You’ve Come a Long Way, (Montessori) Baby!
Six Generations Later, The Montessori Method Is Still The Same…It’s America’s Moms Who Have Improved The Way We Raise Kids
When Maria Montessori published her lifelong observations about how to raise what’s now called a Montessori baby via the Montessori Method, America’s news and views were not aligned.
Dr. Montessori’s work focused on treating children with respect; recognizing that children were nearly fully formed by age three; and recommended that children ‘do for themselves.’
The Montessori Method was slow to develop in our country because we were not ready for its visionary ideals.
Financial Independence Creates Female Freedom
During the next 40 years, second-class female citizenship continued. Boomer women, however, changed the playfield.
Having just graduated college, women began entering the workplace in the late 1960s. Immediately, they were no longer reliant upon men for financial support. And as they spent less time at home, questions concerning ‘how to raise our baby’ finally shone a new light on the Montessori Method.
Although Dr. Montessori’s philosophies had been here all along, they were not re-discovered until America’s morals, ethics and practices changed. But once they did, the gates opened! Enter the Montessori baby.
What Is A Montessori Baby?
Maria Montessori advocated for children. She began with a startling concept-respecting children-and pushed forward from there. Urging a quick start with children, she focused on their abilities to absorb knowledge; communicate what they felt but could not say, and let each child act as an individual.
By that, she meant observing each child from birth. Then, setting up activities for their discovery, absorption and insight. From sensorial learning to letters, words, numbers and language, she allowed them to be what they seemed to be from the get-go.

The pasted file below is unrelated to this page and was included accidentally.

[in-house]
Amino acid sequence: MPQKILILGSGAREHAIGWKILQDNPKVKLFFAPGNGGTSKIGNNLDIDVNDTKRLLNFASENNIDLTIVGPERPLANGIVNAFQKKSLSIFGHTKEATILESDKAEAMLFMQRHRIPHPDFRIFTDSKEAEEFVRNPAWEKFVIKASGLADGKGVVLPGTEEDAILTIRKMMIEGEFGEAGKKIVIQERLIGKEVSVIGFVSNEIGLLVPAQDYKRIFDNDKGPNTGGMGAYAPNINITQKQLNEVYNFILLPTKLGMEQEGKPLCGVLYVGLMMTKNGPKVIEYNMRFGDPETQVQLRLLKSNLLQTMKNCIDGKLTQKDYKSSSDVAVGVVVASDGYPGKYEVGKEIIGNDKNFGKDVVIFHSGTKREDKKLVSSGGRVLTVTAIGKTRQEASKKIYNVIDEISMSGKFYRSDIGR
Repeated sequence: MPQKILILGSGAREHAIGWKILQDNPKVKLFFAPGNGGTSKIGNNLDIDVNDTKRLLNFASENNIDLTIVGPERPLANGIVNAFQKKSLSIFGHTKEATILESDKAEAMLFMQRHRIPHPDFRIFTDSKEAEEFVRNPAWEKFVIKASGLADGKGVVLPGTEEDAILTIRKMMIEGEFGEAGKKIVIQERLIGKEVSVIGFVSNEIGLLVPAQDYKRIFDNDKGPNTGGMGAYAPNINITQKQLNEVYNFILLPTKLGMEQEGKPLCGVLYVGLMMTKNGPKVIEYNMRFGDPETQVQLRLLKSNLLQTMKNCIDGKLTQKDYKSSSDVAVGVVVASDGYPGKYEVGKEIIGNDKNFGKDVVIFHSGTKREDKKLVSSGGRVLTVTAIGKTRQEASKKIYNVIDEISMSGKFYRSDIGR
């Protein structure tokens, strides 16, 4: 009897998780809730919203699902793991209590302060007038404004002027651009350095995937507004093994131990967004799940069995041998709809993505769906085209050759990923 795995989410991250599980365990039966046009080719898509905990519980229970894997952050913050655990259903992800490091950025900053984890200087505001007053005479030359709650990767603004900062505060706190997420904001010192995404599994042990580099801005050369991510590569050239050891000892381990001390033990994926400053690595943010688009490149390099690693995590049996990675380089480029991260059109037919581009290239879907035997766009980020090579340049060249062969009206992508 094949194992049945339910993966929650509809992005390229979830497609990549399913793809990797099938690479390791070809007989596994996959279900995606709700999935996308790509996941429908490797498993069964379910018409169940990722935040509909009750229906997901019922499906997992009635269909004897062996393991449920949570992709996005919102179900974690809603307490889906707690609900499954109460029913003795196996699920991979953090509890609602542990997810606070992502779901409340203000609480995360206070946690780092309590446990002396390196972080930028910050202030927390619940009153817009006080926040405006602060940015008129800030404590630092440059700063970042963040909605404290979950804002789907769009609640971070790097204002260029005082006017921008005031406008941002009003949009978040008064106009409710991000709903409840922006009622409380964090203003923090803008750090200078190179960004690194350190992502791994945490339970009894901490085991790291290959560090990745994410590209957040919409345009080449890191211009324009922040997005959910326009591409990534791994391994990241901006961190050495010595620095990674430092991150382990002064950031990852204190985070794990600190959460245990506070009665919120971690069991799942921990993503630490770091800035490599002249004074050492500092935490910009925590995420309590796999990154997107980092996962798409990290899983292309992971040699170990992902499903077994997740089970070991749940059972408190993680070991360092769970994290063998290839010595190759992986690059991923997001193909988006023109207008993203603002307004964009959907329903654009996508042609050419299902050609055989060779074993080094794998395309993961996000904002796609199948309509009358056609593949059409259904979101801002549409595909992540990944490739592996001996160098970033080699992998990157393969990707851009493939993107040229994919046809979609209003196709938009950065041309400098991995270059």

So, letting them go at their own speed, their own pace, and giving them the freedom to follow their passions created an internal ability to act as their own best advocate. Once self-aware, children could look both inside and outside themselves and create their own sense of self, the world at large and their place in that world.
Female Boomers Have Driven The Modern Montessori Movement
Dr. Montessori observed that children were nearly fully formed by age three. Today, Millennial parents start preschool-not daycare, but preschool-at 18 months of age!
Right away, toddlers ‘learn by doing’ by watching and imitating the behavior of older kids; absorbing everything, and all the while being nurtured by expert teachers.
Thus, the outdated American concept that formal education began with Kindergarten at age five was kicked to the curb by Boomer women who saw children as Dr. Montessori had.
From Equal Rights to Equally Raising Each Child
Additionally, Boomer women changed parenting from one parent’s job into a two-parent partnership. ‘Girl power’ enjoined fathers to participate and share in their child’s life starting at birth-unlike 1940s dads.
Today’s Millennial parents make dual decisions about their child and what each next step is. Importantly, children are both ‘seen and heard’ and by both Millennial parents. This parenting style is enabling Millennials to partner up and choose educational options based on observations of their children’s personalities and how to harness their finest traits.
The Sea Change Dr. Montessori Created, Your Mom Enacted and You Can Continue
It may have taken six generations to herald Dr. Montessori, but her thoughts are well suited to America’s Millennial parents. She was far ahead of her time in describing a child’s needs.
Certainly, Boomer women played a huge part in the American development of fostering early learning and individualism on the road to learning. Now, it’s up to Boomer’s kids to see it through. Millennials, it’s your time!
A Montessori baby is designed to create, build and sustain a lifelong respect in self; receive academic, social and emotional learning; and focus on how to think conceptually via trial, error, practice, perseverance and ultimately, mastery.
Now more than ever, the 110 year old Montessori Method provides the right education for independent and modern parents. To illustrate that, just look at how women have risen from stay-at-home housewives to leaders in the corner office. As best stated fifty years ago in a world-famous slogan, “You’ve come a long way, (Montessori) baby!”
Originally published at https://lifetimemontessorischool.com.